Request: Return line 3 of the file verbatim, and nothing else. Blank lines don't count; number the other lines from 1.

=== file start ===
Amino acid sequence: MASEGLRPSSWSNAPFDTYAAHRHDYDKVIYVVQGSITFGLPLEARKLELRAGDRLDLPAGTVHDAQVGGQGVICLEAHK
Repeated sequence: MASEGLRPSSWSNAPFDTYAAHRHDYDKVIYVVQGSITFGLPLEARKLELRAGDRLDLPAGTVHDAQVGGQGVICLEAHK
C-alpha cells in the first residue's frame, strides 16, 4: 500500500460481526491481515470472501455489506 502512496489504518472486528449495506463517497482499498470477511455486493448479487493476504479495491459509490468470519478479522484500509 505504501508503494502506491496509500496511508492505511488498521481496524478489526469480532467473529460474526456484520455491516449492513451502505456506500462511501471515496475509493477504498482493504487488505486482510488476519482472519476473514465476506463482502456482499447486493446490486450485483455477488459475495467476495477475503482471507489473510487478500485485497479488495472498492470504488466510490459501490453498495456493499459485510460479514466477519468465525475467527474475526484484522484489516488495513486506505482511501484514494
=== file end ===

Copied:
C-alpha cells in the first residue's frame, strides 16, 4: 500500500460481526491481515470472501455489506 502512496489504518472486528449495506463517497482499498470477511455486493448479487493476504479495491459509490468470519478479522484500509 505504501508503494502506491496509500496511508492505511488498521481496524478489526469480532467473529460474526456484520455491516449492513451502505456506500462511501471515496475509493477504498482493504487488505486482510488476519482472519476473514465476506463482502456482499447486493446490486450485483455477488459475495467476495477475503482471507489473510487478500485485497479488495472498492470504488466510490459501490453498495456493499459485510460479514466477519468465525475467527474475526484484522484489516488495513486506505482511501484514494